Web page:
The Three Dancers
The sky opened up but the three maidens were not afraid. The evening air had been warm and still and many from the village had gathered in the marketplace to chat among the closed shops and stalls. The three, Delia, Jaen, and Roselle, were talking about their lovers’ clumsy advances and boyish pouting when the warmth in the air fled and an onslaught of stars swirled about the marketplace.
“Witchlights,” screamed a woman from behind a stall.
“Heaven is falling! The gods are angry,” shouted the butcher, who had stayed behind to clean his shop.
The shouting and screaming, the mad rambling echoed between the shops and stalls as the people of the village scurried like rats in a sudden storm. Only the three maidens stood still, looking up into the wondrous shower of light.
The butcher ran to them waving his arms. “Come, you loons; you’ll be swallowed up whole!”
They never heard him, never saw him, never noticed as he grabbed for them, trying to get them to move. Giving up, he made a holy sign over the three, then stumbled off to the safety of his home.
Roselle took Jaen’s right hand into her left hand as Jaen took Delia’s. The chain was completed a second later as Delia looked into Roselle’s tear-filled eyes and took her reaching and open right hand. Roselle looked to Jaen, whose lips showed a wide beatific smile. “Yes,” said Delia. “We will join you.”
You are joined. Come.
The three looked at each other, puzzlement marring their bliss. Then, as one, they knew what to do. Delia took back her hands and began to untie Jaen’s bodice. Jaen worked on the buttons of Roselle’s dress as Roselle took off Delia’s knitted belt.
Stripped of their clothing, the maidens danced in the shower of light and color. Laughter danced with them in the now chilly air. Their arms went over their heads, their hair moved in rhythms different than those of their bodies, and their faces were wet with tears of joy. In the dirt of the marketplace ground where their tears fell, tiny pools gathered and grabbed at the light and color falling from the sky.
A cat yowled from a distance and a dog whined, but the dancers did not hear them, they only heard each other’s pealing laughter. More beautiful, more resounding than the temple’s iron bells, their laughter filled the evening air.
The people of the village heard not laughter, but screams. All of them, all the villagers, said hasty prayers of salvation for the souls that screamed after they’d prayed for their own salvation and safety.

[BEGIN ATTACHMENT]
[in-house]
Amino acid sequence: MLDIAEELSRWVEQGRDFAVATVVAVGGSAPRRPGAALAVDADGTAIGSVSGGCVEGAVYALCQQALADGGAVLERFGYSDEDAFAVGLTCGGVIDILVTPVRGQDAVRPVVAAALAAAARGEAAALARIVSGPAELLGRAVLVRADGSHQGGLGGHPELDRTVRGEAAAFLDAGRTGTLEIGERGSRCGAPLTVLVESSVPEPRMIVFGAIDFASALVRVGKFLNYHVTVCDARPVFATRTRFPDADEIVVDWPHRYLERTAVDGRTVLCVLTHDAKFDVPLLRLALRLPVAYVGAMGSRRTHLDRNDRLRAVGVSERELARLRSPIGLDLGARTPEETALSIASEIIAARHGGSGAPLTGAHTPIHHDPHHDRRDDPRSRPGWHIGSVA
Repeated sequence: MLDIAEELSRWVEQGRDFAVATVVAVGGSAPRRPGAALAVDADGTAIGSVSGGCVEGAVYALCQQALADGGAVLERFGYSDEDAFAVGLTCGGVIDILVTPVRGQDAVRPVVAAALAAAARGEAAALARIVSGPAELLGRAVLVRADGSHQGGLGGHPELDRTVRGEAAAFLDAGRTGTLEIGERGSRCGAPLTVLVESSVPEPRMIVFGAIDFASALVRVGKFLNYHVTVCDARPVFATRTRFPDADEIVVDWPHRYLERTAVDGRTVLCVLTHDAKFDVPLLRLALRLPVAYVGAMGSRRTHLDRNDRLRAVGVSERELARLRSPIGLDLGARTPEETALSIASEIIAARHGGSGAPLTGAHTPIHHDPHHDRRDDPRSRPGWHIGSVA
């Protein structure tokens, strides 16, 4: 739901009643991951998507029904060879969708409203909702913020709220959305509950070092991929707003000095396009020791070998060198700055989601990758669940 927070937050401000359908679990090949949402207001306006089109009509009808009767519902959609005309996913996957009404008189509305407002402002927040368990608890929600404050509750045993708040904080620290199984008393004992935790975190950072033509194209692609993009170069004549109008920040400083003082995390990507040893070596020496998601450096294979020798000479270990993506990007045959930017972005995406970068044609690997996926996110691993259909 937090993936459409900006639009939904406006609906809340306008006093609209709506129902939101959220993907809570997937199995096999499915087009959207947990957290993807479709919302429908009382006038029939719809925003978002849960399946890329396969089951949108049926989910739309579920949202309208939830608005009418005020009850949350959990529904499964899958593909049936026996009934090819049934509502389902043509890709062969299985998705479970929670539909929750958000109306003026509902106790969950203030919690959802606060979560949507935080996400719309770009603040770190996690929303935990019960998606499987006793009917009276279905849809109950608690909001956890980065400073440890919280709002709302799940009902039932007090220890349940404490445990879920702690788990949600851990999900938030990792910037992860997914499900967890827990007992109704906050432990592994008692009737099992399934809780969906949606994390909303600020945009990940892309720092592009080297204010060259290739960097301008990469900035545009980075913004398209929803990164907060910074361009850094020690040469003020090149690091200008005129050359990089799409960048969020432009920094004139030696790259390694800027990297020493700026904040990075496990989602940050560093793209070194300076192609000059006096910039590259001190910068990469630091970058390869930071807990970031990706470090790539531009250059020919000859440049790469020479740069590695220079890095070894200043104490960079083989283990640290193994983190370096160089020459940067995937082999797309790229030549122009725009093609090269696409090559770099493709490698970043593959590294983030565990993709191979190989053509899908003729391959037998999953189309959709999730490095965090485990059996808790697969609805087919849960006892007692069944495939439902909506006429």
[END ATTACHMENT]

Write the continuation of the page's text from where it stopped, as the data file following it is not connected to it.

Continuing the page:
The butcher began to cry, and his wife, whom he told about the three maidens, understood why. “The gods have their own reasons for things,” she whispered to her husband as she took him into her warm and steady arms. “My own friend, seven and seven years ago now, was taken so by the sky. And I have dreamed of her. Yes, I have dreamed.”
Their breath came out in gushes of white steam and their chests burned from the effort. Roselle thought she felt her feet ache, and Jaen knew her legs were tired. Delia still lay where she’d tripped on a wagon’s wheel, looking deeply into the white white above her.
“Is…is this all a dream?”
Jaen and Roselle’s voices were joined. “Delia!”
And sleep overcame the three.
Delia woke to find herself alone and still naked on the ground. A man made all of the white light and colorful sparks stood before her, but she was unafraid. She could see no face on him, but felt or imagined that he was handsome. His voice was soft, like the voice from the sky. “You are alone now. And unafraid. Confident. This is good. You can be alone and still be content. Not many can be so.”
“I have been alone before. My mother has died and my father…I never knew my father. Only in stories from my mother.”
“I can show you your father, take you to your mother. Would you have this?”
The answer was about to fly from her mouth, but a thought came to her, quieting her. “If you can do this, what else can you do?”
The man made of the white and swirling colors cocked his head. “I can do much. What would you have me do?”
“Do what I want.”
“What do you want me to do?”
“What I want.”
“Don’t you know?”
The man was silent for a moment, then asked again what Delia wanted.
“If you don’t know, you really can’t give it.”
“I can give you anything you desire.”
“Not until you know what I desire, you can’t.”
“You are maddening.”
“Names are not what I desire.”
“And certainly not anger.”
Delia went back to sleep.
Jaen’s legs no longer hurt as she rose. She saw the man of white and swirling colored sparks before her and took in a sudden breath, thought to run, then looked about her. Delia and Roselle were not with her; she was alone with this glowing faceless man.
“Who are you?” she asked.
“Do not be afraid. I am here to give you what you want.”
“I want my friends.”
“They are safe.”
“Well, I want them here. Why aren’t they here?”
“I want to be alone with you right now.”
“Well, I don’t want to be alone with you. I want my friends here.”
“I…I just do.”
“Do they strengthen you?”
“Do they define you?”
“Well, yes, I suppose.”
“Do they love you?”
“Yes. They’re my sisters. Like my sisters.”
“Not of your blood?”
“No, but better than my blood. I have chosen them and they have chosen me.”
“We have chosen you.”
“ ‘We?’ ” Jaen looked behind and next to the man of white and saw no one else. “You’re alone here.”
“You are here with me.”
“But not ‘us’? Where are the others?”
“Your friends are safe.”
“Not my friends, your friends. Where are--”
“They are not important; you are what is important now.”
“Your friends are always important. If they truly are your friends and if you are a true friend, they are always important to you and you are always important to them.”
“That is not important now. You are--”
“Of course it’s important! Friends are all we have in life. Well, family can be important, too, if you let it be, but, really, your friends are who you are, and--”
“I do not understand.”
Jaen did her best to make the man of white understand, but soon found herself too sleepy to continue.